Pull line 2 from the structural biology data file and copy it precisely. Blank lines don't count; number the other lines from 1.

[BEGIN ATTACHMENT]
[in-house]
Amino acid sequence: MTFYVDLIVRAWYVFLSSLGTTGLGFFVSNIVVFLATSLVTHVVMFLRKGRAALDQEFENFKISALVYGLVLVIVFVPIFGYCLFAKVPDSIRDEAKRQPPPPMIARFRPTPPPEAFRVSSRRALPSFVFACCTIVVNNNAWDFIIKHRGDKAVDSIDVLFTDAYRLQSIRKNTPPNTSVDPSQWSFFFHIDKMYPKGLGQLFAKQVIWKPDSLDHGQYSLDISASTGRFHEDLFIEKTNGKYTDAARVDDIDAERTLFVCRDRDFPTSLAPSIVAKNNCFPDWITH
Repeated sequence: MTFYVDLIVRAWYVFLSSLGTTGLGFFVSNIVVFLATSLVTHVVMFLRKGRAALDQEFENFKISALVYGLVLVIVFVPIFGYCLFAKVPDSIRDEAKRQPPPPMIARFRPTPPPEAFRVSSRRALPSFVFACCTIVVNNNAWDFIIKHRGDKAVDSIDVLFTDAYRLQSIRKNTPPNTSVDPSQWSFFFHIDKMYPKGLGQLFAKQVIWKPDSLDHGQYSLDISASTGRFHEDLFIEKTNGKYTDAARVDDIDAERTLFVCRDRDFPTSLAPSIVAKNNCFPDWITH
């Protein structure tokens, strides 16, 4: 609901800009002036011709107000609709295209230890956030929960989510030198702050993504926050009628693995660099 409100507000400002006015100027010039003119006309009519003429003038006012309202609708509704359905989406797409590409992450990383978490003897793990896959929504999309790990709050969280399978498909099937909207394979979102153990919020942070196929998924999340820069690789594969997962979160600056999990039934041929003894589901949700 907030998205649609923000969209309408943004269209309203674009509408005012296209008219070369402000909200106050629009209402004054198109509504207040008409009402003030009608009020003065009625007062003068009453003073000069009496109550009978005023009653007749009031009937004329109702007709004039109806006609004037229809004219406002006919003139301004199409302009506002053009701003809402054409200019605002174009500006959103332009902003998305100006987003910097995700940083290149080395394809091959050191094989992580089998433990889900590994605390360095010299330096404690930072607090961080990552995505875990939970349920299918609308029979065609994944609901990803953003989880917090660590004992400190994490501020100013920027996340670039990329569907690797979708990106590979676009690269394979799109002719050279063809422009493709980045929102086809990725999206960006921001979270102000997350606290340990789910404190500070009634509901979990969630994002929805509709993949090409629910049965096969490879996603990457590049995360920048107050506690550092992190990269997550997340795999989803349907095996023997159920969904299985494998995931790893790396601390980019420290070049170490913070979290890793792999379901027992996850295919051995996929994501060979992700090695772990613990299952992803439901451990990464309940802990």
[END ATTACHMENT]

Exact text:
Amino acid sequence: MTFYVDLIVRAWYVFLSSLGTTGLGFFVSNIVVFLATSLVTHVVMFLRKGRAALDQEFENFKISALVYGLVLVIVFVPIFGYCLFAKVPDSIRDEAKRQPPPPMIARFRPTPPPEAFRVSSRRALPSFVFACCTIVVNNNAWDFIIKHRGDKAVDSIDVLFTDAYRLQSIRKNTPPNTSVDPSQWSFFFHIDKMYPKGLGQLFAKQVIWKPDSLDHGQYSLDISASTGRFHEDLFIEKTNGKYTDAARVDDIDAERTLFVCRDRDFPTSLAPSIVAKNNCFPDWITH